I am so happy!

Discussion in 'Homesteading Questions' started by dhaley, Jan 20, 2007.

  1. dhaley

    dhaley Rebel Chick

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    We have been looking for a good wood burning stove that is affordable for us and haven't had any luck until yesterday. We went to a hardware store and the owner got out his book and showed us what we could order.
    We ordered a cast iron pot-bellied stove and all it is gonna cost is $155.00! He is letting us have it for his cost!
     
  2. stanb999

    stanb999 Well-Known Member

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    If that's the Vogelzang 200,000 BTU Cast Iron Pot Belly Stove you won't burn wood effectively. It is however a fine coal stove.

    They are commonly sold at hardware stores and discount home centers.
    Also, they don't have a UL rating for wood only coal so the insurance co. might have an issue also.
     

  3. Cabin Fever

    Cabin Fever Life NRA Member since 1976 Supporter

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    Remember that your basic cast iron pot belly stove has a three-foot setback from combustibles. Most of these stoves are not Underwriters Lab approved and therefore most insurance companies will not insure a home with an non-UL seal of approval stove installed in it.
     
  4. Beeman

    Beeman Well-Known Member

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    Is it a US stove from Pittsburg,TN ? Chances are it's not airtight and won't be efficient but it will give heat if you can keep feeding it. most of the new ones aren't listed as being for coal but I believe it's more for EPA than anything.
     
  5. HermitJohn

    HermitJohn Well-Known Member

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    Cheap non-airtight stoves arent greatest method of heating since they require constant babysitting to keep even temperature. Whatever you do dont fill any non-airtight stove chuck full of wood and light it. You wont be able to controll the burn and it will get too hot. Need to start small fire and then add wood small piece by small piece over time. (well seasoned wood only) It can be done, I have friend in KS that has used a cheap non-airtight box stove as her only heat source for over couple decades now. She is fine with the extra work (has managing that stove down to an art) and has a good tall chimney so good draw.

    Oh and make sure to install a damper in the stove pipe somewhere six inches to a foot above where pipe fits into the stove. This will save you lot heat and give you some control over your burn. Damper is cheap. I've bought them as cheap as dollar and seen them as high as $5. Any hardware or building center will stock them. TSC also during winter season.
     
  6. dhaley

    dhaley Rebel Chick

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    Thank you all for your input. I can't remember the specs on the stove but it is supposed to be in monday and if the weather holds up we will go get it. I will let you know what kind it is then.

    Growing up my dad always used the kind made from barrels, and I know they put out the heat but would have to buy a new one every year.
     
  7. MELOC

    MELOC Master Of My Domain

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    i am more of a fan for the old style cast iron stoves than many here seem to be. i have a 25+ year old cast iron stove in my kitchen. it resembles the stove that was mentioned recently on this site as being sold at lowe's for $78. it is not air tight, but it turns out to be one of the more efficient stove i have as it burns wood more efficiently in terms of the smoke generated. the smoke from that stove is always cleaner than my other two stoves. the pipe used to attach it to the chimney gives a lot of heat as well. i can restrict the air flow to control the burn by placing two nickels over the slider slot that usually allows air to be fed even when the draft is closed. doing so can allow the stove to hold coals for at least six hours and slows the burn enough so the stove doesn't "overheat" the room. the cast iron wears better than boiler plate and has never cracked. it also doubles as a great source of cooking heat in an emergency.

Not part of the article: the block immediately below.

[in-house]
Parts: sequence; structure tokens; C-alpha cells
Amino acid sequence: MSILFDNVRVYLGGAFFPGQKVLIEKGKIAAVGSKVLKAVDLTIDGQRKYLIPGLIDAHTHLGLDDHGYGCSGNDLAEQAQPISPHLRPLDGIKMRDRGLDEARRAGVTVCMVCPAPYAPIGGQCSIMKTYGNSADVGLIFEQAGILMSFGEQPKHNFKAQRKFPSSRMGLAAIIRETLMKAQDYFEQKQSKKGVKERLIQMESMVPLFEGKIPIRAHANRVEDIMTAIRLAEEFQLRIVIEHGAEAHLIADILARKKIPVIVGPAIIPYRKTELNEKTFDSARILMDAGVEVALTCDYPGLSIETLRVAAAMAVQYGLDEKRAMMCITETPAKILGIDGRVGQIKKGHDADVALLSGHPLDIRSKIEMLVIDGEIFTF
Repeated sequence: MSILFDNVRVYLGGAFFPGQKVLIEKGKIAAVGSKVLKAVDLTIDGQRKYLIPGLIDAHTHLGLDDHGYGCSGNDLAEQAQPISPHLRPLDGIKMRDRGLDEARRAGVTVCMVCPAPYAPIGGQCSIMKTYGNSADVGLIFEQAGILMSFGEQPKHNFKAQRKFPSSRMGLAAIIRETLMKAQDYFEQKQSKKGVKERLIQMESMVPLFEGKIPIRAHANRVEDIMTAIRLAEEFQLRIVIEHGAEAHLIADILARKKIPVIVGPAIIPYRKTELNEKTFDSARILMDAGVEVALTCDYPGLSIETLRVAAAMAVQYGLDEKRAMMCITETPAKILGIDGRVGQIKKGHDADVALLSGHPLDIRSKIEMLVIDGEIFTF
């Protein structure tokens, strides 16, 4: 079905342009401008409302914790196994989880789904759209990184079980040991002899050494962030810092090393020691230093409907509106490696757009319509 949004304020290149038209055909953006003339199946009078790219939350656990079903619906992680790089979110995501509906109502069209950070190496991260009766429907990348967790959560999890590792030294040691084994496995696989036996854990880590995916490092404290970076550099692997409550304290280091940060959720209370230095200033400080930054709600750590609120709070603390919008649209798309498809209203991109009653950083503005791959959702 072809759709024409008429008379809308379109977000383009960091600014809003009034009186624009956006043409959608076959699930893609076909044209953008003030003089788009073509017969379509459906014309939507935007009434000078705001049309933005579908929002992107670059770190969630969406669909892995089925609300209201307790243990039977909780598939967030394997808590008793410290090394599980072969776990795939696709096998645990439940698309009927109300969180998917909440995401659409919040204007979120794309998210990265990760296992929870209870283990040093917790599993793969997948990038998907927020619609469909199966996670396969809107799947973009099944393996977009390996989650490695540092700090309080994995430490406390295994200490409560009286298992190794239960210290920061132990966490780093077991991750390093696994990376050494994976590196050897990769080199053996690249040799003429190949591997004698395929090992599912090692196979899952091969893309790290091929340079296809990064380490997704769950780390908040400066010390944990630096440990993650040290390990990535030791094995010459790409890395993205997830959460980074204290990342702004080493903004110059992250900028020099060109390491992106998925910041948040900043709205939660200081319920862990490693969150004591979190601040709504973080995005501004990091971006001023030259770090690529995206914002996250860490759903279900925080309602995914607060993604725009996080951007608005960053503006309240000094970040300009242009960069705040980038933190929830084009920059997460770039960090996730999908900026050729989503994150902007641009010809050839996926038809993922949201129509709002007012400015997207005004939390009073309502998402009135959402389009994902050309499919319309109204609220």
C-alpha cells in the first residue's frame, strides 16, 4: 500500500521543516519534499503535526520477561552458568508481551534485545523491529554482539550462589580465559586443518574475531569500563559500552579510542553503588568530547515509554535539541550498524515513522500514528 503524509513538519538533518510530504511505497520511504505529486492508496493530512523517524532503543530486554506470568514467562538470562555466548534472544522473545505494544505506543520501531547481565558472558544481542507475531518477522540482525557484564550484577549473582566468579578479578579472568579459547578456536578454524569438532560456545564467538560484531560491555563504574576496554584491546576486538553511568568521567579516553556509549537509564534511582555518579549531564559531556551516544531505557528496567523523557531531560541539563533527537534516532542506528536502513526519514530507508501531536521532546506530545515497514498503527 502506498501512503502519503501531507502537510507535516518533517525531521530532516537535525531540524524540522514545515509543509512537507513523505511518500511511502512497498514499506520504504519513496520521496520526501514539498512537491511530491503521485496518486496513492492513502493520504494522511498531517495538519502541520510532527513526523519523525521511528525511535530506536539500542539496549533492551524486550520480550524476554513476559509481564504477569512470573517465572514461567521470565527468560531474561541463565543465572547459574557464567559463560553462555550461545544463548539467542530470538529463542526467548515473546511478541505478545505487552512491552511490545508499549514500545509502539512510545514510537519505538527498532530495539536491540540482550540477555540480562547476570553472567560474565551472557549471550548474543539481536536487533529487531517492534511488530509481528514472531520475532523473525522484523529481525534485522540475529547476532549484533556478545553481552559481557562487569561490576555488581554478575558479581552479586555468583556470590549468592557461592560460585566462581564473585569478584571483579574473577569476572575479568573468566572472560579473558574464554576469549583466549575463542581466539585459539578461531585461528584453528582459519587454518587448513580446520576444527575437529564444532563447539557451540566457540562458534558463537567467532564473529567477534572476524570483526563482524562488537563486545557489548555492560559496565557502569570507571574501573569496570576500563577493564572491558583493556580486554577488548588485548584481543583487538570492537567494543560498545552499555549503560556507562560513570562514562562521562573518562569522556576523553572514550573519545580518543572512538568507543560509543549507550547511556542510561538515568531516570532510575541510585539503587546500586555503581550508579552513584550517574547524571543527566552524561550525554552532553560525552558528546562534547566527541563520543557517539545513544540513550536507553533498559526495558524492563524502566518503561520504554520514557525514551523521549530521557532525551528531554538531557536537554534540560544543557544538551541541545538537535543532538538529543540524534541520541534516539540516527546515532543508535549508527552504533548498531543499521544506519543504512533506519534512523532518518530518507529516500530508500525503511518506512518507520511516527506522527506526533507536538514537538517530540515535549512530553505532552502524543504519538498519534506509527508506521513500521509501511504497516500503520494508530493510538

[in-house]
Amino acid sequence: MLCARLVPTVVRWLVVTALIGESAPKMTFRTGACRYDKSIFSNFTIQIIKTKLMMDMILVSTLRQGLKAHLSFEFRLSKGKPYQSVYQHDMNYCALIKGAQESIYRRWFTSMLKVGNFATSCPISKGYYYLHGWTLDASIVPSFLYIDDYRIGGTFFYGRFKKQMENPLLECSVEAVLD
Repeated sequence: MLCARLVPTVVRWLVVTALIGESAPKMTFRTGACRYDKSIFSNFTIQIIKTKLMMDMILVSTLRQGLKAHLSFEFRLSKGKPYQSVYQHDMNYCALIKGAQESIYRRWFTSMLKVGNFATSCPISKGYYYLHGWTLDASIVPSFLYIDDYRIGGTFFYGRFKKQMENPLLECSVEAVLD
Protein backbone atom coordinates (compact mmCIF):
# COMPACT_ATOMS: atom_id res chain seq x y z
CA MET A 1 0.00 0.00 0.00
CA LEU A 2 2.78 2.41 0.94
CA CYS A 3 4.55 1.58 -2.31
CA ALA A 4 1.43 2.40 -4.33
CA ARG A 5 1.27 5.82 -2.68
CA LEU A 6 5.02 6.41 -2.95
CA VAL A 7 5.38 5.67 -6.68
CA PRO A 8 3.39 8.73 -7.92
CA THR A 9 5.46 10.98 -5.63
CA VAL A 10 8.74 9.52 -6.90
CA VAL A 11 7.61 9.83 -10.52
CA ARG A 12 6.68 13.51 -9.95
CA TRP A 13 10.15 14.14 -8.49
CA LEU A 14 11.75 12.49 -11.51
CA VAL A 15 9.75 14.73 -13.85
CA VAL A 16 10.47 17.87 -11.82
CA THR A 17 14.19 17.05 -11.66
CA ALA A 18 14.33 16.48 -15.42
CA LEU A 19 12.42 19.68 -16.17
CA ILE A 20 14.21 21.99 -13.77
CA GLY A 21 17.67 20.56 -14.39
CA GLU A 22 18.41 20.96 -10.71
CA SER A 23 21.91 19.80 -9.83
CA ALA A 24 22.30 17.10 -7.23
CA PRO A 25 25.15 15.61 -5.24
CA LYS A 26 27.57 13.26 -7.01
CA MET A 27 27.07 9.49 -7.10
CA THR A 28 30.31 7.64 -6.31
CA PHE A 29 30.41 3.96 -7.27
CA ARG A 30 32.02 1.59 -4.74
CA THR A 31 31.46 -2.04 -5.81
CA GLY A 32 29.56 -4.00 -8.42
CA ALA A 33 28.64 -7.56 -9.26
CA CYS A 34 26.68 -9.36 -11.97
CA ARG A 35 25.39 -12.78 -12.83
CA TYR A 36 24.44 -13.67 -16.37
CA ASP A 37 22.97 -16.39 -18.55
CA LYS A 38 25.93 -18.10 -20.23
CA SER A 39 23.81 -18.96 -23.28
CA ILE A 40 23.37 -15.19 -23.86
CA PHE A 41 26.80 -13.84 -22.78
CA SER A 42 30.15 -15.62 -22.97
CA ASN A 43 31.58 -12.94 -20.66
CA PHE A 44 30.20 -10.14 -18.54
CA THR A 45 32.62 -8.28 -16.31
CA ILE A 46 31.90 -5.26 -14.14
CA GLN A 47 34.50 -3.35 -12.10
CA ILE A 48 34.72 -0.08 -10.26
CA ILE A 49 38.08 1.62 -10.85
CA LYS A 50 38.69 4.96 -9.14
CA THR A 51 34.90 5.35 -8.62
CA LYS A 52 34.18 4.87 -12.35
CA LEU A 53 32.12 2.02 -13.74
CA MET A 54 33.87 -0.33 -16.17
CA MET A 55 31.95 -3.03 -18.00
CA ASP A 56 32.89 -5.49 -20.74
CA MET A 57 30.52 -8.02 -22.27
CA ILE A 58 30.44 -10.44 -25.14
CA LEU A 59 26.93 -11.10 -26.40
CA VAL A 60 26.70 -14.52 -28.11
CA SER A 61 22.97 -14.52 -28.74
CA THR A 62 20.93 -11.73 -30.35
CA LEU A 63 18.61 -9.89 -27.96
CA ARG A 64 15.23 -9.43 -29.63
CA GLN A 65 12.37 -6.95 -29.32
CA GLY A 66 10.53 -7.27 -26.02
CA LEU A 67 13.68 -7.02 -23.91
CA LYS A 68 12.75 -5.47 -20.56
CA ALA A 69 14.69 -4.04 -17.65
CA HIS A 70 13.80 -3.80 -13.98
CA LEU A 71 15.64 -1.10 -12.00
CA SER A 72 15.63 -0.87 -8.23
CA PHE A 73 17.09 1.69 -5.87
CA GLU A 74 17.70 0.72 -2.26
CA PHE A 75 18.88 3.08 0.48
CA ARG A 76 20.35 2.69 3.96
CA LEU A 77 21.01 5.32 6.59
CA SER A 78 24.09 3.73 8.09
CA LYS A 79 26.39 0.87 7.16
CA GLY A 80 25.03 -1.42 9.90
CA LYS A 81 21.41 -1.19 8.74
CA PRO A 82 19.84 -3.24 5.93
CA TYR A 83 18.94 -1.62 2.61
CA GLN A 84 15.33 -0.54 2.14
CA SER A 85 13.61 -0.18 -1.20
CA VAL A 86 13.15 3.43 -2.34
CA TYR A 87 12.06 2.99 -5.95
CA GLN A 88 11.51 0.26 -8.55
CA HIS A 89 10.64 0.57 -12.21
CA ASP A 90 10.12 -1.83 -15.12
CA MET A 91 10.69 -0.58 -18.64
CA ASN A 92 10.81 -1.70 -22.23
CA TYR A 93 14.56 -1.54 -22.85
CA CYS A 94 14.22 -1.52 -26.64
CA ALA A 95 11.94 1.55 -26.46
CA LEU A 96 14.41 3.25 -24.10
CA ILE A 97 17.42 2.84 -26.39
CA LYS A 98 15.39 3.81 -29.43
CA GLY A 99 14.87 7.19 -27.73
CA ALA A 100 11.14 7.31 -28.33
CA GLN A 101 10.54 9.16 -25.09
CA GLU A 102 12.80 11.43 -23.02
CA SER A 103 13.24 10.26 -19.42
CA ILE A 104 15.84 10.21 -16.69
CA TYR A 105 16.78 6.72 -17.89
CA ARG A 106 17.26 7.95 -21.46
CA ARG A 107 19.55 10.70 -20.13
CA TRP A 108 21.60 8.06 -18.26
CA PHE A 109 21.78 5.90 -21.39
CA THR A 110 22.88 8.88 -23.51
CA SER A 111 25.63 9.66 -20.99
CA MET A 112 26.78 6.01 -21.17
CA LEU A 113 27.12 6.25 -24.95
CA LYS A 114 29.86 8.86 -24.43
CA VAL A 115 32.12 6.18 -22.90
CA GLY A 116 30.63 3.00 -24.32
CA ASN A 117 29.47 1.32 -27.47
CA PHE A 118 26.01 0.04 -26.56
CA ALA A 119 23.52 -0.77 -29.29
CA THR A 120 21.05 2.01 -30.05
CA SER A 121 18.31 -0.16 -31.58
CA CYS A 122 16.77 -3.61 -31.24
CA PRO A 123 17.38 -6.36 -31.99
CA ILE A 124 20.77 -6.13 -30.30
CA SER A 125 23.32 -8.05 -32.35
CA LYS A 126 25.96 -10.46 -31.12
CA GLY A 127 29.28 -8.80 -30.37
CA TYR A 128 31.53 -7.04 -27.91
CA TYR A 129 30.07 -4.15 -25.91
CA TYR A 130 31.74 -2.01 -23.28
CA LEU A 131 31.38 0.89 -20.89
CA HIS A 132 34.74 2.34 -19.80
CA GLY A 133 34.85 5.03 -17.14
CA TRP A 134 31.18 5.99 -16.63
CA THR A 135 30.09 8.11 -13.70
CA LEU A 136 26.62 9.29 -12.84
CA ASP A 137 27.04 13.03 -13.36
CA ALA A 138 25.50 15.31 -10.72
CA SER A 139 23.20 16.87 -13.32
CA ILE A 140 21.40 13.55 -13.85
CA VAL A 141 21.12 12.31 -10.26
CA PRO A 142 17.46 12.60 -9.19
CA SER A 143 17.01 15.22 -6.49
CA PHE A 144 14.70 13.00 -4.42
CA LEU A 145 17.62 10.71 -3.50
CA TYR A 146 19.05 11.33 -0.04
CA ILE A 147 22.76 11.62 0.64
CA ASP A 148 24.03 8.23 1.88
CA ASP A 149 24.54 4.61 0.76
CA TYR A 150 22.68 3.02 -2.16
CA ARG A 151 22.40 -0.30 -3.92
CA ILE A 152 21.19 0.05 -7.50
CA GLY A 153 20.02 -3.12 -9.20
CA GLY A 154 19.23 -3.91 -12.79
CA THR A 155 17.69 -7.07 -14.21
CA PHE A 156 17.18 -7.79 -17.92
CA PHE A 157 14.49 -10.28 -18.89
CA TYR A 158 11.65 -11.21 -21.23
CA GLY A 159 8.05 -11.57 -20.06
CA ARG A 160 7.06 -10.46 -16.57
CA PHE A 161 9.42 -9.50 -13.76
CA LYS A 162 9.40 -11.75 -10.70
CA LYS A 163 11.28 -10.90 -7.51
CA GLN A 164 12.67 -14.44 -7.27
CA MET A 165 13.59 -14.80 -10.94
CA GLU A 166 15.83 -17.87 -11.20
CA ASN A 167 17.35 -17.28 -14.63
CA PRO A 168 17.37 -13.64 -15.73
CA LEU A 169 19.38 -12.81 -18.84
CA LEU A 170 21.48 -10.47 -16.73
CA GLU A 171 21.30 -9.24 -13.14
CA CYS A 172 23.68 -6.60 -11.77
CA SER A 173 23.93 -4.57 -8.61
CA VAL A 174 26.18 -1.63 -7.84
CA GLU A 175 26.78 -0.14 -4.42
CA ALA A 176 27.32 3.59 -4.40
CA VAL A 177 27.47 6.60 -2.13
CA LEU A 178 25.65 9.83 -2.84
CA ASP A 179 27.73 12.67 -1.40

my dad bought the stove in the late 1970's or early 1980's. he liked it so much that he bought an extra and bought one for my uncle's house. another uncle liked it so much that he bought one as well. a few years latter, my family bought two more special editions with eagles cast in the sides, one of which was put in my grandfather's house. it has a reputation in my family for being "worth it's weight in gold". that may be a stretch, but the heating benefits are truly golden.
     
  8. shepherdess1

    shepherdess1 Well-Known Member

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    I'll put in my 2 cents worth too! :) I have a voglezang stove and we've had I for 5 years. You do have to babysit it more, but it heats our house just fine. We have a two story house so there is a tall chimney. We also have a couple of vents so the heat goes upstairs too. We are in Minnesota and right now it's 10 below, but the old woodstove is cookin' away and it's nice and warm!
     
  9. Cornhusker

    Cornhusker Unapologetically me Supporter

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    Growing up, we had a "Warm Morning" pot belly stove in the kitchen.
     
  10. Gladey

    Gladey Member

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    We have a warm morning type stove in our living room and it actually works a little too well, heats up our little house very quickly.